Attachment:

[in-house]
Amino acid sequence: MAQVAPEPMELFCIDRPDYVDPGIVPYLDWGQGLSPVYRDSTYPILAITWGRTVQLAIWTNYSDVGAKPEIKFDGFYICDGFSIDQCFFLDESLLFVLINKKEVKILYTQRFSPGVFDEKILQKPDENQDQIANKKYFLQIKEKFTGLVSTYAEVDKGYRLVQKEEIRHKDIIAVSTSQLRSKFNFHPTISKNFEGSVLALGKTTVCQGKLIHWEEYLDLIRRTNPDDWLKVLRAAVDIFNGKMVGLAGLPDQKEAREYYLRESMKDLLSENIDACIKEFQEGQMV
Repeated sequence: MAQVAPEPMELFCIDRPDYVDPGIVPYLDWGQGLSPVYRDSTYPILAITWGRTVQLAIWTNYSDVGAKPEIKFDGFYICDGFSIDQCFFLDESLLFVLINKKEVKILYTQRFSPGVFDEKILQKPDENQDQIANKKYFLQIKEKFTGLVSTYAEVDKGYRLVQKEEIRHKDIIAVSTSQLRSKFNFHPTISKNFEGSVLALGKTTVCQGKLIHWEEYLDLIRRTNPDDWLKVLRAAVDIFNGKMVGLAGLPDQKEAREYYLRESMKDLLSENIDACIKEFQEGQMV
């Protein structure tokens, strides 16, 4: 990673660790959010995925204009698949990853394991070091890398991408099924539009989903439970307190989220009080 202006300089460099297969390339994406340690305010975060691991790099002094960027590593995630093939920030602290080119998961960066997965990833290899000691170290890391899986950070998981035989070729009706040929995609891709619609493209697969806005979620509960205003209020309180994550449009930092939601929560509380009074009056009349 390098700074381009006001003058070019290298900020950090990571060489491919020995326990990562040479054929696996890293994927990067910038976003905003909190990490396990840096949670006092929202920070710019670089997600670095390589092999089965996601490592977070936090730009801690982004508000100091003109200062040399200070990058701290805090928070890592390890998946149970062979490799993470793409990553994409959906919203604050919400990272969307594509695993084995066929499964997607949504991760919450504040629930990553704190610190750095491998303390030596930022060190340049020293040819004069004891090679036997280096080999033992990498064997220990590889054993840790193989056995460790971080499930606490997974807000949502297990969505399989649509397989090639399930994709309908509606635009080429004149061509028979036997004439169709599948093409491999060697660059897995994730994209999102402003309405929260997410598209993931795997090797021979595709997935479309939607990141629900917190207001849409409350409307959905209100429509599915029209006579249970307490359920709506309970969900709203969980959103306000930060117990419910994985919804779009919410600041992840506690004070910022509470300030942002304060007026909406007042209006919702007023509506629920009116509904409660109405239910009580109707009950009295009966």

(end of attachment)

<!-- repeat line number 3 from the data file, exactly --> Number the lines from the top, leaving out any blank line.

Repeated sequence: MAQVAPEPMELFCIDRPDYVDPGIVPYLDWGQGLSPVYRDSTYPILAITWGRTVQLAIWTNYSDVGAKPEIKFDGFYICDGFSIDQCFFLDESLLFVLINKKEVKILYTQRFSPGVFDEKILQKPDENQDQIANKKYFLQIKEKFTGLVSTYAEVDKGYRLVQKEEIRHKDIIAVSTSQLRSKFNFHPTISKNFEGSVLALGKTTVCQGKLIHWEEYLDLIRRTNPDDWLKVLRAAVDIFNGKMVGLAGLPDQKEAREYYLRESMKDLLSENIDACIKEFQEGQMV